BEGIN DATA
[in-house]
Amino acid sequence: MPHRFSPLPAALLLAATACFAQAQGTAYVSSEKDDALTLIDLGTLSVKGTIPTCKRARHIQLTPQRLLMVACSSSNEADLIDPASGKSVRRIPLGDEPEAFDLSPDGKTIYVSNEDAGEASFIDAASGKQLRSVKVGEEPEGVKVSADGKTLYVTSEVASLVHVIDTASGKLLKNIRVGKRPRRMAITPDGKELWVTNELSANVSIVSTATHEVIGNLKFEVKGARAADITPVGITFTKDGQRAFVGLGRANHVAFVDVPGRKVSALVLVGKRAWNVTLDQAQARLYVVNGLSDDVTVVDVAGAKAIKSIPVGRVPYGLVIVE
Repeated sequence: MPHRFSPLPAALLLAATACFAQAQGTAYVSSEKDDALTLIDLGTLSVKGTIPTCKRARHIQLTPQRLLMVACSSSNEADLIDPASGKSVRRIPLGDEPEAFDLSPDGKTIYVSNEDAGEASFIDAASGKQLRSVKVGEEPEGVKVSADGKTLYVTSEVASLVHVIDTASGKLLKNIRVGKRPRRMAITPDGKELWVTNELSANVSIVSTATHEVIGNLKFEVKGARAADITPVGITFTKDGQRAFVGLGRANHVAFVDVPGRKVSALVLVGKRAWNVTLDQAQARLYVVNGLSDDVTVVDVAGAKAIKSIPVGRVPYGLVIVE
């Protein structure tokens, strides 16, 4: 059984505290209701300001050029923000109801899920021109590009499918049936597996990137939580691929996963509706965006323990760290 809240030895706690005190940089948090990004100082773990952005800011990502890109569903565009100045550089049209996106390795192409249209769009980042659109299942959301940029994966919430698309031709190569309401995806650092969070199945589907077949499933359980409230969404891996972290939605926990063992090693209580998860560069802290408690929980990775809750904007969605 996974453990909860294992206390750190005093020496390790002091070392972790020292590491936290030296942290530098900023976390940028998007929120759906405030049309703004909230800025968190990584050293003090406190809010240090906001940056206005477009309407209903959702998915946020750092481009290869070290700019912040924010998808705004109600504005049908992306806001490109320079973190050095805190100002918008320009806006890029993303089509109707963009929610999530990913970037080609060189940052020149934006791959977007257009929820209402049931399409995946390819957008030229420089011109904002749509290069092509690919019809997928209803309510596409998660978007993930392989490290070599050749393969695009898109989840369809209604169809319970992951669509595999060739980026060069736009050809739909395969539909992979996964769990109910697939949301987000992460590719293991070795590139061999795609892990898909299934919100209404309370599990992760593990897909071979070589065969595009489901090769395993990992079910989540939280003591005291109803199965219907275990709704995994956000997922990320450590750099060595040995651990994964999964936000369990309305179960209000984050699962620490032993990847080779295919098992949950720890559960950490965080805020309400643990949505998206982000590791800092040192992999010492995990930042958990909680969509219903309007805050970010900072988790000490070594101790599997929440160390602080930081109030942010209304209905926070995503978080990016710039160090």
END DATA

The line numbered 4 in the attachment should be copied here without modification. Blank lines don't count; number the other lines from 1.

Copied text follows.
């Protein structure tokens, strides 16, 4: 059984505290209701300001050029923000109801899920021109590009499918049936597996990137939580691929996963509706965006323990760290 809240030895706690005190940089948090990004100082773990952005800011990502890109569903565009100045550089049209996106390795192409249209769009980042659109299942959301940029994966919430698309031709190569309401995806650092969070199945589907077949499933359980409230969404891996972290939605926990063992090693209580998860560069802290408690929980990775809750904007969605 996974453990909860294992206390750190005093020496390790002091070392972790020292590491936290030296942290530098900023976390940028998007929120759906405030049309703004909230800025968190990584050293003090406190809010240090906001940056206005477009309407209903959702998915946020750092481009290869070290700019912040924010998808705004109600504005049908992306806001490109320079973190050095805190100002918008320009806006890029993303089509109707963009929610999530990913970037080609060189940052020149934006791959977007257009929820209402049931399409995946390819957008030229420089011109904002749509290069092509690919019809997928209803309510596409998660978007993930392989490290070599050749393969695009898109989840369809209604169809319970992951669509595999060739980026060069736009050809739909395969539909992979996964769990109910697939949301987000992460590719293991070795590139061999795609892990898909299934919100209404309370599990992760593990897909071979070589065969595009489901090769395993990992079910989540939280003591005291109803199965219907275990709704995994956000997922990320450590750099060595040995651990994964999964936000369990309305179960209000984050699962620490032993990847080779295919098992949950720890559960950490965080805020309400643990949505998206982000590791800092040192992999010492995990930042958990909680969509219903309007805050970010900072988790000490070594101790599997929440160390602080930081109030942010209304209905926070995503978080990016710039160090």